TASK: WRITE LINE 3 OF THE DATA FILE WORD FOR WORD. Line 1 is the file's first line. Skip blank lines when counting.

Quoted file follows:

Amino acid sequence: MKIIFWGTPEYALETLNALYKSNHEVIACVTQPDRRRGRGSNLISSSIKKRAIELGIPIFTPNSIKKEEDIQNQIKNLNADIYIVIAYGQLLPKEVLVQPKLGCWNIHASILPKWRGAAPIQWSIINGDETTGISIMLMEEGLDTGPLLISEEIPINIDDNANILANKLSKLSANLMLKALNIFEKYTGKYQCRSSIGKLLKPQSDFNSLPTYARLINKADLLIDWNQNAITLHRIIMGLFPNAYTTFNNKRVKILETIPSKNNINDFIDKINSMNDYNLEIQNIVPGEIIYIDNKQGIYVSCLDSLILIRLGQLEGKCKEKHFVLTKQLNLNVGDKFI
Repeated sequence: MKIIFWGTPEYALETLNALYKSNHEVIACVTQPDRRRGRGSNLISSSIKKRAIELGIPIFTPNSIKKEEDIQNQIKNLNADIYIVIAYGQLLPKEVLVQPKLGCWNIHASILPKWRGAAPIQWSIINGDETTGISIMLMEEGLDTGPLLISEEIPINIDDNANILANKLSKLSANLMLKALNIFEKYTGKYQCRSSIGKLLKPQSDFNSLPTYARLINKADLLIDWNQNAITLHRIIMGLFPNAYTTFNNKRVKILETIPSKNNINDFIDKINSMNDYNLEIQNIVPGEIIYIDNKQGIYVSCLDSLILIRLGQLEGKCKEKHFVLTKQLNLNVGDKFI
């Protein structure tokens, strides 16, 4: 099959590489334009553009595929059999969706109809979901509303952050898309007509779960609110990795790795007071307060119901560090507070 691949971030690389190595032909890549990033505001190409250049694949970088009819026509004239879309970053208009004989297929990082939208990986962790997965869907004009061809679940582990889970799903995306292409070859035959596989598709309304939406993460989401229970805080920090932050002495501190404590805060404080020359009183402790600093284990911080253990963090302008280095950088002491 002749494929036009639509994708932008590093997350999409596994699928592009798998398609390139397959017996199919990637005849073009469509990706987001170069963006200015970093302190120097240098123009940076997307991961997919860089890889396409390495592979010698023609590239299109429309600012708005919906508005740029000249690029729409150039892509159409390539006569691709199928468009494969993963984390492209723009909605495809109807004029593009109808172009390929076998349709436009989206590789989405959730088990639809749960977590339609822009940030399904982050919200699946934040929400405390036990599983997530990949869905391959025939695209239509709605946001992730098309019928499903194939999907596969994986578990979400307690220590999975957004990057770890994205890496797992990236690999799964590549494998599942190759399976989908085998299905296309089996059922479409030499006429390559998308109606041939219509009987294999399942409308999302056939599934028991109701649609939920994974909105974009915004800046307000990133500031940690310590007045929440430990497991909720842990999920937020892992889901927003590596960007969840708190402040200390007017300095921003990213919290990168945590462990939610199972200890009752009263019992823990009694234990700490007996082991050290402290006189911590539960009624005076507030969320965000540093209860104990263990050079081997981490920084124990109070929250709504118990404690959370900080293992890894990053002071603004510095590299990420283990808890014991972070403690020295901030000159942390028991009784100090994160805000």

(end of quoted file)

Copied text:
């Protein structure tokens, strides 16, 4: 099959590489334009553009595929059999969706109809979901509303952050898309007509779960609110990795790795007071307060119901560090507070 691949971030690389190595032909890549990033505001190409250049694949970088009819026509004239879309970053208009004989297929990082939208990986962790997965869907004009061809679940582990889970799903995306292409070859035959596989598709309304939406993460989401229970805080920090932050002495501190404590805060404080020359009183402790600093284990911080253990963090302008280095950088002491 002749494929036009639509994708932008590093997350999409596994699928592009798998398609390139397959017996199919990637005849073009469509990706987001170069963006200015970093302190120097240098123009940076997307991961997919860089890889396409390495592979010698023609590239299109429309600012708005919906508005740029000249690029729409150039892509159409390539006569691709199928468009494969993963984390492209723009909605495809109807004029593009109808172009390929076998349709436009989206590789989405959730088990639809749960977590339609822009940030399904982050919200699946934040929400405390036990599983997530990949869905391959025939695209239509709605946001992730098309019928499903194939999907596969994986578990979400307690220590999975957004990057770890994205890496797992990236690999799964590549494998599942190759399976989908085998299905296309089996059922479409030499006429390559998308109606041939219509009987294999399942409308999302056939599934028991109701649609939920994974909105974009915004800046307000990133500031940690310590007045929440430990497991909720842990999920937020892992889901927003590596960007969840708190402040200390007017300095921003990213919290990168945590462990939610199972200890009752009263019992823990009694234990700490007996082991050290402290006189911590539960009624005076507030969320965000540093209860104990263990050079081997981490920084124990109070929250709504118990404690959370900080293992890894990053002071603004510095590299990420283990808890014991972070403690020295901030000159942390028991009784100090994160805000």